Sometimes, the solutions that the Athenians found to our problems may even be better than the ones we contemporaries use. For example, these days, when we try to “promote the rule of law” abroad, typically this means, among other things, finding a developing country that has just finished having a war and shedding a dictator, and loosing armies of lawyers on that country to professionalize their legal system. Yet Athens had a very amateur legal system, and we might think that amateur legal system was particularly functional when it came time to handle their own effort to rebuild the rule of law after a period of chaos and tyranny—in the beginning of the fourth century, after the Thirty Tyrants. I’ve argued as much in a forthcoming book chapter: the mass jury allowed Athens to reconstruct its legal system in substantial part because it gave ordinary citizens a good way to signal their commitment to legal methods of dispute resolution as well as to the particular commitments their democracy had undertaken.  Do we lose this value when we rush to instill professional legal systems in unstable states abroad?  Perhaps we do, perhaps we don’t, but studying Athens allows us to think about the possibility.

* Badly.
** Legitimately.  Greek is a really wonky language, and there’s lots of indeterminacy in translating from it. But that’s poison for actually using original sources to understand something about the society the source material came from: some translator can produce a perfectly legitimate and sense-making translation of a passage that has multiple admissible meanings, and so it’s easy to get led down primrose paths by taking someone else’s translation too seriously if you can’t consult the original, or if you don’t know enough about how the language and culture works to know when a translation is suspicious enough to make the original worth consulting/when your argument might hinge on a particular word or two. Having said that, don’t let it that deter you from working in the area!  There’s lots of interesting stuff that can be said in a comparative fashion by drawing on the huge secondary literature produced by classicists and such to shed light on modern legal systems.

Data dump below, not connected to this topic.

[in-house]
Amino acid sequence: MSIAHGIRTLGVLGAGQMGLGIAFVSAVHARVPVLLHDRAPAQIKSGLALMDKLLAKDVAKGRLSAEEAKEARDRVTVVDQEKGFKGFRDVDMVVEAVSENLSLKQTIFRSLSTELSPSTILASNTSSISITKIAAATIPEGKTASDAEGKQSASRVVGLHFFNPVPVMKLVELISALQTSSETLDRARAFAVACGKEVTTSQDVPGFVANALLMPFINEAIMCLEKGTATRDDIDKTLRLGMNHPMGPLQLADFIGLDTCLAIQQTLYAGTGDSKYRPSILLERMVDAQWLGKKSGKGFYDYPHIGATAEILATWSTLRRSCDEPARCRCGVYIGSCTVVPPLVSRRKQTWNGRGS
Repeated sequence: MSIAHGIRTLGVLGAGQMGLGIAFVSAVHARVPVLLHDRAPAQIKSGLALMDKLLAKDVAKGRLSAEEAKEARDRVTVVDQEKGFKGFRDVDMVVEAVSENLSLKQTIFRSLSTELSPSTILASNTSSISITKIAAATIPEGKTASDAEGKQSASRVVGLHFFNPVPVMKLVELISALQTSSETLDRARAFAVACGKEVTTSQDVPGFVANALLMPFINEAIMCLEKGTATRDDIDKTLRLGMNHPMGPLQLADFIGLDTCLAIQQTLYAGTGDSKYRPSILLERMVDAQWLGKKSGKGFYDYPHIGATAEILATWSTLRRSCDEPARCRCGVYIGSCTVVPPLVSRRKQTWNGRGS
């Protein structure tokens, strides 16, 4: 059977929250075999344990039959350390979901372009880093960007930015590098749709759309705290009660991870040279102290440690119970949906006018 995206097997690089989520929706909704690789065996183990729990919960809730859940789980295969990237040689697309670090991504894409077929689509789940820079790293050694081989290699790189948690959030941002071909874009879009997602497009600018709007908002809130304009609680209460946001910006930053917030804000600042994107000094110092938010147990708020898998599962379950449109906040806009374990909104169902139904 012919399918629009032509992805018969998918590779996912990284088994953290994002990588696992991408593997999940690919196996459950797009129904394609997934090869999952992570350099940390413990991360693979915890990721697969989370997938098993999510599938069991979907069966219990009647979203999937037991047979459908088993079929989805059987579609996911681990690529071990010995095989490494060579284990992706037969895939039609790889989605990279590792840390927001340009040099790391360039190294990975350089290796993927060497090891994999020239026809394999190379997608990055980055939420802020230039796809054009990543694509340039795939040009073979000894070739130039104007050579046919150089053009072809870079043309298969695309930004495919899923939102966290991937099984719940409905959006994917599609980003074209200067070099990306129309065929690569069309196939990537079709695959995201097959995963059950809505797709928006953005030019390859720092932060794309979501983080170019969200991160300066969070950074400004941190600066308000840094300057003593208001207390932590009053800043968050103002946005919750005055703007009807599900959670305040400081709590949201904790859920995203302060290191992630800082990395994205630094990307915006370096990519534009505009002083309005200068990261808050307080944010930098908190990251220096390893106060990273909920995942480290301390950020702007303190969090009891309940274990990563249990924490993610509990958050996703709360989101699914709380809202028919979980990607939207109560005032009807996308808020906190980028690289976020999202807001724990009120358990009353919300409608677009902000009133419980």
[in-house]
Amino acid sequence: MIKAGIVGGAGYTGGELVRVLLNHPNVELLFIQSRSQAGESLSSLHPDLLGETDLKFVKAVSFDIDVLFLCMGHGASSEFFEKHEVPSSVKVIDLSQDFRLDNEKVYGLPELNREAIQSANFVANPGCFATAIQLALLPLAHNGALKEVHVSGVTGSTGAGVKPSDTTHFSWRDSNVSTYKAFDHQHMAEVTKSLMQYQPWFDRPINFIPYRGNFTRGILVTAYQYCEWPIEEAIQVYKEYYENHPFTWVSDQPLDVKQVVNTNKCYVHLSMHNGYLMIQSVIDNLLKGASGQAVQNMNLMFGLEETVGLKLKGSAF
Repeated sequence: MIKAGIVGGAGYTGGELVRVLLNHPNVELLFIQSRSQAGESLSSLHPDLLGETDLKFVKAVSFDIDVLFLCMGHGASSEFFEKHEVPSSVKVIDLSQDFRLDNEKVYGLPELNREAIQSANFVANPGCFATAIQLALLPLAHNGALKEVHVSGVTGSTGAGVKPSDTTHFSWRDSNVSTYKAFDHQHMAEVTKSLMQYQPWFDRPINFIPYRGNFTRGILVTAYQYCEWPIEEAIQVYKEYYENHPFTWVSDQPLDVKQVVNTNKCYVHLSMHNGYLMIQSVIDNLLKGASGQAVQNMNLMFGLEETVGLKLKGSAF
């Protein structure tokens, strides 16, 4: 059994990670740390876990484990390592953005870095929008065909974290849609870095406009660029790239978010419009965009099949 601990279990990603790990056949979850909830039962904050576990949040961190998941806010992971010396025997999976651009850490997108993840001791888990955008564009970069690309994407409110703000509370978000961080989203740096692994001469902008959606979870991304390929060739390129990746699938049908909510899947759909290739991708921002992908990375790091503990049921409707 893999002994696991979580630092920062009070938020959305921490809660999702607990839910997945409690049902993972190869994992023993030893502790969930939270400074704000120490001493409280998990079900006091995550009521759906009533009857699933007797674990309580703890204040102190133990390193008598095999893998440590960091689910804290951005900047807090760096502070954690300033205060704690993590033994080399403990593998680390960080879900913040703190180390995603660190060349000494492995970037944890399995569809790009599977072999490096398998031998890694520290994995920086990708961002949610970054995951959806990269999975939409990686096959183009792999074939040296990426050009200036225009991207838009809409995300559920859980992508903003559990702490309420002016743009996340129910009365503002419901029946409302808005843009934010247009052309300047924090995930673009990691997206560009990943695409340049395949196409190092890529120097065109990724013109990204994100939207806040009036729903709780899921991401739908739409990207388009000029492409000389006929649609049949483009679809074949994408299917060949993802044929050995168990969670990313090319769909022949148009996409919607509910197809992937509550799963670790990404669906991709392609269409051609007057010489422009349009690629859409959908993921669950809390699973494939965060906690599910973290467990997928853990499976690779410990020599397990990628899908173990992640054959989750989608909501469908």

Posted by Paul Gowder on January 26, 2015 at 12:34 AM in Law Review Review | Permalink


I'm not one you have to convince-I like exploring the laws of the Romans and Greeks (always an interesting story, to say the least).

Posted by: Margaret Ryznar | Jan 26, 2015 10:51:28 PM